What, why and how of freecycling in India

Eons ago before mankind industrialized, we exchanged goods to fulfill our daily needs. This was before we discovered currency and established rules of selling, buying and spending. What we engaged in was simple barter – giving and taking of commodities depending on our need. This was an economy of needs and not of wants like today. Something similar exists today, known as freecycling. Made up of two words – free and cycling – it stands for free recycling. For instance, if you are shifting cities and have old furniture to discard, you can give it away to someone in need for free in exchange of something you want from that person.

Freecycling is a relatively new term that has gained popularity in the last few years. Freecycling is different from selling stuff online or putting up garage sales since no money is involved in the exchange. It is different from donating goods or gifting stuff in the sense that there are no social protocols and expectations attached with the act of freecycling.

“A freecycler is someone who chooses to stop useful stuff from ending up at landfill and instead gifts it to someone who can make use of it.”

Freecycling can be seen as both a strategy to ‘reduce’ as well as ‘recycle’ stuff. It reduces waste by decreasing useful stuff from ending up at landfills and it recycles stuff by encouraging the reuse of stuff in same or newer ways without adding any cost of recycling.

Freecycling also discourages buying and consumerist lifestyle while also promotes the idea of a ‘community’ where goods are constantly exchanged and maintained. This also increases accountability for the people in the community to maintain things in good condition for others to be able to use them later.


Maslow’s Buyerarchy of needs re-imagined by Sarah Lazarovic.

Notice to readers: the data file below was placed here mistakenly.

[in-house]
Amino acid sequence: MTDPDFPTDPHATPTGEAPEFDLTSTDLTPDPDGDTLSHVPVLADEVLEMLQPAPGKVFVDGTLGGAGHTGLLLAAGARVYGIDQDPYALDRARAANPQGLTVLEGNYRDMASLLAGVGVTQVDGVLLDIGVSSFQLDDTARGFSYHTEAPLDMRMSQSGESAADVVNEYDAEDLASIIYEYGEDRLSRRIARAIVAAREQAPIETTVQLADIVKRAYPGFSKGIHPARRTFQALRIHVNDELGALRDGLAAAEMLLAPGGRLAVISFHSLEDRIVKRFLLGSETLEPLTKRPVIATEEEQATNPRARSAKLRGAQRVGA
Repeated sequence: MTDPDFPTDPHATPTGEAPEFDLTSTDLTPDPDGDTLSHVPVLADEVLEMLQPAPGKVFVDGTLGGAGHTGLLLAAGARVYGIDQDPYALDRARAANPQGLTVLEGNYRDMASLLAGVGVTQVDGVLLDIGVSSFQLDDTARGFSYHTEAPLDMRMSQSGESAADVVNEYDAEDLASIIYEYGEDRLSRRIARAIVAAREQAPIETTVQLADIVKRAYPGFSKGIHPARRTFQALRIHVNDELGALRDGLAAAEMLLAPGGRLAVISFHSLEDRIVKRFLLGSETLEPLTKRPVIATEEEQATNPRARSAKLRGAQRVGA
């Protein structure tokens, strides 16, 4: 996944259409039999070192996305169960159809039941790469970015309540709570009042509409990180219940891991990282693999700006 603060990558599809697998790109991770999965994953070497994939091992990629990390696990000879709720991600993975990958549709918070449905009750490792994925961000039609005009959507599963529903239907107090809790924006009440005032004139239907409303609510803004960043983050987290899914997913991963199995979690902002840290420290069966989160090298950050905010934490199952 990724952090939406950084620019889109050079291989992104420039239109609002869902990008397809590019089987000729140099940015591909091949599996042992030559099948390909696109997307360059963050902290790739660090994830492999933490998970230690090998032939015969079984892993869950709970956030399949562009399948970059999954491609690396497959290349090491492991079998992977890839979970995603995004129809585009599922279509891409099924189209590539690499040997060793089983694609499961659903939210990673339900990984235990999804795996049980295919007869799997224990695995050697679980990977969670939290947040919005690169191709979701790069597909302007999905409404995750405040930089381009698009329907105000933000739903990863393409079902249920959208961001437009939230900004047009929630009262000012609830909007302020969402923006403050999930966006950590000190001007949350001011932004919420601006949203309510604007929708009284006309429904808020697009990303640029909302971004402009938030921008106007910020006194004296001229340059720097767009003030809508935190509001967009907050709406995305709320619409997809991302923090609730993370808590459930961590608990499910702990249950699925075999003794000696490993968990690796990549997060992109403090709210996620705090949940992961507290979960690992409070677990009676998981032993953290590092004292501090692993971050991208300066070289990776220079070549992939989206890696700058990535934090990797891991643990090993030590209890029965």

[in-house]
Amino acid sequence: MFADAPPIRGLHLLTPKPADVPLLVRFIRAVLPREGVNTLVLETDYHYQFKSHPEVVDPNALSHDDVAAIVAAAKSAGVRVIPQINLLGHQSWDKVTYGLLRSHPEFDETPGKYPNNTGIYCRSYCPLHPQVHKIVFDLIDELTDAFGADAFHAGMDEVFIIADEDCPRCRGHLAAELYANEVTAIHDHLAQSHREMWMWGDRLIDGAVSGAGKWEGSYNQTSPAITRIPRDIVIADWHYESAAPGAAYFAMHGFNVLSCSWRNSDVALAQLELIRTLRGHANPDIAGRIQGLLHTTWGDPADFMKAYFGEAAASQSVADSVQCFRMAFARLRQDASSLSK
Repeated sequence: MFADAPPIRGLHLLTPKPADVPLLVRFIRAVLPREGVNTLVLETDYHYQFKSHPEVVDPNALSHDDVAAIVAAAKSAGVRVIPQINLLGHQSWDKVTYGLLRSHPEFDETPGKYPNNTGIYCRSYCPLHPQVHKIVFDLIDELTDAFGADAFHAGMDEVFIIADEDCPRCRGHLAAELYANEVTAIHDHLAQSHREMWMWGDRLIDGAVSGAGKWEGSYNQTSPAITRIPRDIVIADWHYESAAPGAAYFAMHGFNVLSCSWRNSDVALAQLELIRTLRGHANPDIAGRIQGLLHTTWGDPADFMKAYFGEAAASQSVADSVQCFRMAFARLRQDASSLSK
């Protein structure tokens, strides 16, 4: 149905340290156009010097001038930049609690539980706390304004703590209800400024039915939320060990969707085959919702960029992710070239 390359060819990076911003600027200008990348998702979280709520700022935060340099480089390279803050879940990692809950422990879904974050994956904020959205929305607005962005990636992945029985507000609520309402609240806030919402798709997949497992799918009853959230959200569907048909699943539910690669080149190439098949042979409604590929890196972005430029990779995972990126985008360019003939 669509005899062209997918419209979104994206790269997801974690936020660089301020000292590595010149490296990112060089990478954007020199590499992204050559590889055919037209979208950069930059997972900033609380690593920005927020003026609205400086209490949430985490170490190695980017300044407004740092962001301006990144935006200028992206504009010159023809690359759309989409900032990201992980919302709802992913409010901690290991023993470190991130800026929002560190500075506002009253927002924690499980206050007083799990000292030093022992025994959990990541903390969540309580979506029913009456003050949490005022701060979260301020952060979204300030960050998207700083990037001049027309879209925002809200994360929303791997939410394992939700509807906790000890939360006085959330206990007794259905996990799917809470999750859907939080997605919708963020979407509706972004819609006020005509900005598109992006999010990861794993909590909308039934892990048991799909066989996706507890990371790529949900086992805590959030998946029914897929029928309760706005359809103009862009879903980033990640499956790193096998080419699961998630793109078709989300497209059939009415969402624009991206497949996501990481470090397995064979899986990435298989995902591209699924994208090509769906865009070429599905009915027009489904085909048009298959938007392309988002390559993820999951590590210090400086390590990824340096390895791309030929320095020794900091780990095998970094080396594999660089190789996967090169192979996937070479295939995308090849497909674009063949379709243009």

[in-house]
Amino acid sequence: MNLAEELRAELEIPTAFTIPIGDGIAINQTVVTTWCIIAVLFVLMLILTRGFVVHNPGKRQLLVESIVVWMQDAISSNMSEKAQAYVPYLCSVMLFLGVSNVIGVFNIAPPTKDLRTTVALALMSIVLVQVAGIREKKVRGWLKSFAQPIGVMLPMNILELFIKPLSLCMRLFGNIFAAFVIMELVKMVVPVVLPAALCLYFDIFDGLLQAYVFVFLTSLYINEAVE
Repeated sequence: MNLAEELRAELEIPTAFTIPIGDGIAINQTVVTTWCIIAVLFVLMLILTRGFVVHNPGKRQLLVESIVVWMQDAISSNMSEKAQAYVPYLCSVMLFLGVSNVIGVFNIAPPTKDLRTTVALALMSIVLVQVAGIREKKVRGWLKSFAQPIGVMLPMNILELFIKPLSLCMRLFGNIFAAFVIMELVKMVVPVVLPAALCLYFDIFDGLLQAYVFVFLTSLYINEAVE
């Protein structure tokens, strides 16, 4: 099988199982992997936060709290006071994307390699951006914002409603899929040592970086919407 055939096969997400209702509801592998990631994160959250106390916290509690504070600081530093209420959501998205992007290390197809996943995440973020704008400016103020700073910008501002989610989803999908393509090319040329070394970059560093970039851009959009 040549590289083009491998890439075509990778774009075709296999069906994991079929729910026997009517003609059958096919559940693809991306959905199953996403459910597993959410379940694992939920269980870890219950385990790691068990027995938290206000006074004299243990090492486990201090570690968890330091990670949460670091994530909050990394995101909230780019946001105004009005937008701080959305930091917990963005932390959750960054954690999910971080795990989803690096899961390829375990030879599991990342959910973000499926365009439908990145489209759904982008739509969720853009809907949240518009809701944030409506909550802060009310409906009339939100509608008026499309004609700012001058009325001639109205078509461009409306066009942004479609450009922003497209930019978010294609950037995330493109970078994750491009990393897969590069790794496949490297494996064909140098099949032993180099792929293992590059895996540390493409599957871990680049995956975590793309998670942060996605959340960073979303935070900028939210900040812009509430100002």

Many also see freecycling as an extension of giftivism that encompasses the idea of generosity and taking world away from an economy of greed.

Basic rules of Freecycling

  • Stuff (or gifts) must be in an excellent condition.
  • Stuff once given cannot be taken back.
  • Cost of couriering if involved should be mutually decided (between giver and taker)
  • Expect only things you need and not ‘wants’. The idea is also to curb wants and focus on needs.

What’s stopping us

  • We consider using ‘second-hand’ stuff cheap. Whether we are rich or poor, freecycling should be looked as a means to also reduce the burden on environment.
  • We attach emotional value to things we don’t use and need instead of giving these away to those who need them.
  • We try to sell things to make easy money. The way to think about is to follow the rule, “continue to use a thing until it breaks down or becomes obsolete. Only after that should the thing be moved to recycling or upcycling.” By doing this, we are reducing the cost of recycling and promoting reuse of stuff.

Freecycling in India

Here’s a list of freecycling networks and groups active in Indian cities. If you don’t see one in your city or town, feel free to start one.

Freecycle Network:


Mumbai freecycle group on yahoo

Mumbai freecycle:







If you know of any freecycle group in India we missed, leave the details in comments. And if you start a freecycling group in your city or area, do share your story.

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